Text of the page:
Misexpression screen delineates novel genes controlling Drosophila lifespan.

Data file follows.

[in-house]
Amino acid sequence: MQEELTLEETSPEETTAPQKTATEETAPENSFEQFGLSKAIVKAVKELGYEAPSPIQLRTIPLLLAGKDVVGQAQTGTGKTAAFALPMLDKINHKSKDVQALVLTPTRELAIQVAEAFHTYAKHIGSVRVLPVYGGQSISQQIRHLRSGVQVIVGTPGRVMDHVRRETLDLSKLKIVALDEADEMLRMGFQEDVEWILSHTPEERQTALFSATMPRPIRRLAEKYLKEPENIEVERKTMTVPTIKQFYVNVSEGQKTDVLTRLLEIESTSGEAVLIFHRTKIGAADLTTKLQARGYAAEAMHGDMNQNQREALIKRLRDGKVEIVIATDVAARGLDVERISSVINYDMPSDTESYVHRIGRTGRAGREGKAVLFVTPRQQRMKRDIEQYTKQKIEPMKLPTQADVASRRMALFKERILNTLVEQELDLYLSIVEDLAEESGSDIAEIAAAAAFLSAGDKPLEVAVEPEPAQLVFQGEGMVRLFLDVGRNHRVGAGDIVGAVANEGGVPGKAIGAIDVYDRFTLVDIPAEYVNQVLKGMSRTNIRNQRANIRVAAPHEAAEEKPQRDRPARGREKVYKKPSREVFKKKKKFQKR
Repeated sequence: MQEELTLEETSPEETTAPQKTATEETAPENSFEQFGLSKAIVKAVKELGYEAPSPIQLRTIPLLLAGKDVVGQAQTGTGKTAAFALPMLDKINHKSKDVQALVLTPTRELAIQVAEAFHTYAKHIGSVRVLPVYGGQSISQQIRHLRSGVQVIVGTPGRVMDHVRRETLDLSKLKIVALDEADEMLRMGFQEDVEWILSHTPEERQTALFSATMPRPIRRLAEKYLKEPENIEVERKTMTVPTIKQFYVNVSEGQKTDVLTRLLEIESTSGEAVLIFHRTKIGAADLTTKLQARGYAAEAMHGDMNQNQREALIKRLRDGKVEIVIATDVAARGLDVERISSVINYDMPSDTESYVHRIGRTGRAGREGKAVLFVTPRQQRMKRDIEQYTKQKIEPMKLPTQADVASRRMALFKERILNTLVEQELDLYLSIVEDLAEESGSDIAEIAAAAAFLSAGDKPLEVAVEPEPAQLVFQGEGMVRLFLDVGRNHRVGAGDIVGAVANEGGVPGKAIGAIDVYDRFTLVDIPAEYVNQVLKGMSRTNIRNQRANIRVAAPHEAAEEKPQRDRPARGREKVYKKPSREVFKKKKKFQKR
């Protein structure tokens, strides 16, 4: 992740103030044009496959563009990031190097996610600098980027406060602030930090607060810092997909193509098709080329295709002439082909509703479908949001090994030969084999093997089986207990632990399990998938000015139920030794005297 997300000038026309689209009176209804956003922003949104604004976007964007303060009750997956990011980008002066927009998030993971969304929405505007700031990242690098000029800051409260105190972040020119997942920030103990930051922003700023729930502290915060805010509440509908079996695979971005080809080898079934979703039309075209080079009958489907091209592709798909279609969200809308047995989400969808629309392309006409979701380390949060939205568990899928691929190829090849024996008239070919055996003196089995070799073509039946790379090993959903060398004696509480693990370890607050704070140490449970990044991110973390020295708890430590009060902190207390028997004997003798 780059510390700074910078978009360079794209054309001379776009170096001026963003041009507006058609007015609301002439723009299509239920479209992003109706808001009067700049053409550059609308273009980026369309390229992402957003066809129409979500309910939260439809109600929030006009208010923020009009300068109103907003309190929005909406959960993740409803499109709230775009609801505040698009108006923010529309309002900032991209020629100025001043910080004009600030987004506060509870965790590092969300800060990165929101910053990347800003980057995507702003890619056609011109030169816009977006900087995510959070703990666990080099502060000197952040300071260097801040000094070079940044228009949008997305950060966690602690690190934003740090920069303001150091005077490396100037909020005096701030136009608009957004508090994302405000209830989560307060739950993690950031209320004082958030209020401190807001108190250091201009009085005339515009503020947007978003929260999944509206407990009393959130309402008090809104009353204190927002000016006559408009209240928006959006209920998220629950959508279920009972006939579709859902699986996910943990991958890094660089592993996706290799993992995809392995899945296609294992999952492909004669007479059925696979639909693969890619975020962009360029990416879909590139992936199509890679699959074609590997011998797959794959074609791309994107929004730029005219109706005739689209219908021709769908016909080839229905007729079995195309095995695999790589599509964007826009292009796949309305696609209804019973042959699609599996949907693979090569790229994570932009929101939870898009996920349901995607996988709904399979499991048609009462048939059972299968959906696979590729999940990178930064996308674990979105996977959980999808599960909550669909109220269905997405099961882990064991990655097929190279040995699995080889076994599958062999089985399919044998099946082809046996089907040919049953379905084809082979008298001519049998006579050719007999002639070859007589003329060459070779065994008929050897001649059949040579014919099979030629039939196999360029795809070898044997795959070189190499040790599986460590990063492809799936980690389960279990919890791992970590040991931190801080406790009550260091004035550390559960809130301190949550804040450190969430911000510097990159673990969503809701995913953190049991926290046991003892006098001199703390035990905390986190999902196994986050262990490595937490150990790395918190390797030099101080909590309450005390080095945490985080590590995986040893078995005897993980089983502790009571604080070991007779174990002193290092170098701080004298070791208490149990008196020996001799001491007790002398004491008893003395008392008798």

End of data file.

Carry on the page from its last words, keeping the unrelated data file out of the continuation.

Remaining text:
Transmission ratio distortion (TRD) and sterility are male-specific quantitative trait phenomena associated with the mouse t haplotype. TRD occurs in t haplotype-heterozygous males and is caused by the deleterious action of distorter products on sperm bearing a wild-type responder locus. It has been proposed that t-mediated male sterility is a severe manifestation of TRD caused by homozygosity for distorter loci; thus, the distorter and sterility loci would be identical. In this, study a transgenic approach was used to identify the proximal sterility locus, tcs1 (S1), and test its role in TRD. Mice transgenic for a wild-type bacterial artificial chromosome (BAC) derived from the S1-critical region were bred onto t haplotype backgrounds. Mating results conclusively showed that the BAC is sufficient to restore fertility in otherwise sterile males. Multiple mutations were identified in the t alleles of Synj2 and Serac1, two genes in the BAC; thus, they are candidates for S1. In addition, whereas the BAC transgene rescued sterility, it had no effect on TRD. These results uncouple the proximal t haplotype sterility locus, S1, from TRD, demonstrating that S1 and the proximal distorter locus, D1, are not the same gene.